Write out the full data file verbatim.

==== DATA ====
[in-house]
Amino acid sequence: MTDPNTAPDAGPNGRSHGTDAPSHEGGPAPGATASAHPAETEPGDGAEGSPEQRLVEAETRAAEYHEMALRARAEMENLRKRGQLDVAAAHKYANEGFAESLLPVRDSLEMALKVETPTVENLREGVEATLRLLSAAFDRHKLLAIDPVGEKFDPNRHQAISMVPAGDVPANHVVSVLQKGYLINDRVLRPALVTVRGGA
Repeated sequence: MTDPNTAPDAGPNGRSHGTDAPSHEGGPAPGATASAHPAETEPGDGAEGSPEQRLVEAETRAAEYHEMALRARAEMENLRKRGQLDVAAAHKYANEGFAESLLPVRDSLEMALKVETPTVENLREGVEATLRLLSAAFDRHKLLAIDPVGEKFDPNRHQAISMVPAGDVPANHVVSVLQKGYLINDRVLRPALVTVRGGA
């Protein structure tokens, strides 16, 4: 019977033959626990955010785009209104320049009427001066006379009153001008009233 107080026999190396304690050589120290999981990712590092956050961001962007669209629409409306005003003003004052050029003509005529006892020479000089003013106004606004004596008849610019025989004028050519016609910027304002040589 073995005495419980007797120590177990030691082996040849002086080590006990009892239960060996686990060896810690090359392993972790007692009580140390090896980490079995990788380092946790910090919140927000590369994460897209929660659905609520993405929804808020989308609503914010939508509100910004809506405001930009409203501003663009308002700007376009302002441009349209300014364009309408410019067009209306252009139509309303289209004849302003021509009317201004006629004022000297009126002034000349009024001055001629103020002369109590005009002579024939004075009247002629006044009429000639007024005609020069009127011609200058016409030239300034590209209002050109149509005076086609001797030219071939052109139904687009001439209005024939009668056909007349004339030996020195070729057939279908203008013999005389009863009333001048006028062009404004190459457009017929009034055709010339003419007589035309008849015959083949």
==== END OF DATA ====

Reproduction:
[in-house]
Amino acid sequence: MTDPNTAPDAGPNGRSHGTDAPSHEGGPAPGATASAHPAETEPGDGAEGSPEQRLVEAETRAAEYHEMALRARAEMENLRKRGQLDVAAAHKYANEGFAESLLPVRDSLEMALKVETPTVENLREGVEATLRLLSAAFDRHKLLAIDPVGEKFDPNRHQAISMVPAGDVPANHVVSVLQKGYLINDRVLRPALVTVRGGA
Repeated sequence: MTDPNTAPDAGPNGRSHGTDAPSHEGGPAPGATASAHPAETEPGDGAEGSPEQRLVEAETRAAEYHEMALRARAEMENLRKRGQLDVAAAHKYANEGFAESLLPVRDSLEMALKVETPTVENLREGVEATLRLLSAAFDRHKLLAIDPVGEKFDPNRHQAISMVPAGDVPANHVVSVLQKGYLINDRVLRPALVTVRGGA
């Protein structure tokens, strides 16, 4: 019977033959626990955010785009209104320049009427001066006379009153001008009233 107080026999190396304690050589120290999981990712590092956050961001962007669209629409409306005003003003004052050029003509005529006892020479000089003013106004606004004596008849610019025989004028050519016609910027304002040589 073995005495419980007797120590177990030691082996040849002086080590006990009892239960060996686990060896810690090359392993972790007692009580140390090896980490079995990788380092946790910090919140927000590369994460897209929660659905609520993405929804808020989308609503914010939508509100910004809506405001930009409203501003663009308002700007376009302002441009349209300014364009309408410019067009209306252009139509309303289209004849302003021509009317201004006629004022000297009126002034000349009024001055001629103020002369109590005009002579024939004075009247002629006044009429000639007024005609020069009127011609200058016409030239300034590209209002050109149509005076086609001797030219071939052109139904687009001439209005024939009668056909007349004339030996020195070729057939279908203008013999005389009863009333001048006028062009404004190459457009017929009034055709010339003419007589035309008849015959083949």